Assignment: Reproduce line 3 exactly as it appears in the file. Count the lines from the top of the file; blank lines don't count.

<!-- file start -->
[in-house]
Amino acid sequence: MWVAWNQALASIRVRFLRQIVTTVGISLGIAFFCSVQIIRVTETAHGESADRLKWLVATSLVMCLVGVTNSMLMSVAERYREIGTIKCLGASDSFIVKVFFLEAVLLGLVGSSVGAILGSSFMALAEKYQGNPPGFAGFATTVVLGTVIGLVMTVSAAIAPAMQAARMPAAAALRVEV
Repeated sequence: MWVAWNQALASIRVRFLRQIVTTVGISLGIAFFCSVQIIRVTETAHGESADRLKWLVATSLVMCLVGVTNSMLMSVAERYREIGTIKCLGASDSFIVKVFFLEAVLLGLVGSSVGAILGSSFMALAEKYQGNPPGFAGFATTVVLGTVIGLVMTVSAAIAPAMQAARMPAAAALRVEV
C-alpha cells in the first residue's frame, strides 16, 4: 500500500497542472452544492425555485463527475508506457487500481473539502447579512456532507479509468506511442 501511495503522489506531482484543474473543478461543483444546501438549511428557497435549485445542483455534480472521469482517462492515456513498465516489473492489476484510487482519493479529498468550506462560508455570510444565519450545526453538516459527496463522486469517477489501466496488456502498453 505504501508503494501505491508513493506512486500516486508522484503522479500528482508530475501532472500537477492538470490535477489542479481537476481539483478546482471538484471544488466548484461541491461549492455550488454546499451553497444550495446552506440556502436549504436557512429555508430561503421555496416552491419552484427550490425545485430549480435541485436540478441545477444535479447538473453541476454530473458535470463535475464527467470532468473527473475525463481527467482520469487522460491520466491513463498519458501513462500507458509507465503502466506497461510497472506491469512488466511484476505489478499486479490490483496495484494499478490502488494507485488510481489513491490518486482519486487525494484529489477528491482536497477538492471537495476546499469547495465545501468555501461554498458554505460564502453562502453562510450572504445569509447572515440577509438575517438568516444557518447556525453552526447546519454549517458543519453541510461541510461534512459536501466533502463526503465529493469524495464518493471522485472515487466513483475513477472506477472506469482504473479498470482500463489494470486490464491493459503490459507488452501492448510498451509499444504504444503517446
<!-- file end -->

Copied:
Repeated sequence: MWVAWNQALASIRVRFLRQIVTTVGISLGIAFFCSVQIIRVTETAHGESADRLKWLVATSLVMCLVGVTNSMLMSVAERYREIGTIKCLGASDSFIVKVFFLEAVLLGLVGSSVGAILGSSFMALAEKYQGNPPGFAGFATTVVLGTVIGLVMTVSAAIAPAMQAARMPAAAALRVEV